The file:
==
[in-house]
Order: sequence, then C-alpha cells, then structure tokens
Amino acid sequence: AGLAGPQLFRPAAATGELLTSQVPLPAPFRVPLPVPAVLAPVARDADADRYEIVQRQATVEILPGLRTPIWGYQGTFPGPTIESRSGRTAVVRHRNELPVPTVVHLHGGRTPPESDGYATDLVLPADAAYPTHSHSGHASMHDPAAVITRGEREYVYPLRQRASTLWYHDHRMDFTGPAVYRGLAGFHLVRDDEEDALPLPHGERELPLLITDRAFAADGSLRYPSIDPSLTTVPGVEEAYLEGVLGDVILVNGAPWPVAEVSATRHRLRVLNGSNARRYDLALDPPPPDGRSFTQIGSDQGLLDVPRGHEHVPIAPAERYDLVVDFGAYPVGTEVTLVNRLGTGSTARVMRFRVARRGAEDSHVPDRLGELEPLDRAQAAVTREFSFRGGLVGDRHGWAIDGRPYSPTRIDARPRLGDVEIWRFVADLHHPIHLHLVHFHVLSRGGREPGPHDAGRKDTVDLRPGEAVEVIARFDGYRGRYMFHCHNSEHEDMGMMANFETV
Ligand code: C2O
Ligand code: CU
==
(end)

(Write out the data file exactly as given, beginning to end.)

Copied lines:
[in-house]
Order: sequence, then C-alpha cells, then structure tokens
Amino acid sequence: AGLAGPQLFRPAAATGELLTSQVPLPAPFRVPLPVPAVLAPVARDADADRYEIVQRQATVEILPGLRTPIWGYQGTFPGPTIESRSGRTAVVRHRNELPVPTVVHLHGGRTPPESDGYATDLVLPADAAYPTHSHSGHASMHDPAAVITRGEREYVYPLRQRASTLWYHDHRMDFTGPAVYRGLAGFHLVRDDEEDALPLPHGERELPLLITDRAFAADGSLRYPSIDPSLTTVPGVEEAYLEGVLGDVILVNGAPWPVAEVSATRHRLRVLNGSNARRYDLALDPPPPDGRSFTQIGSDQGLLDVPRGHEHVPIAPAERYDLVVDFGAYPVGTEVTLVNRLGTGSTARVMRFRVARRGAEDSHVPDRLGELEPLDRAQAAVTREFSFRGGLVGDRHGWAIDGRPYSPTRIDARPRLGDVEIWRFVADLHHPIHLHLVHFHVLSRGGREPGPHDAGRKDTVDLRPGEAVEVIARFDGYRGRYMFHCHNSEHEDMGMMANFETV
Ligand code: C2O
Ligand code: CU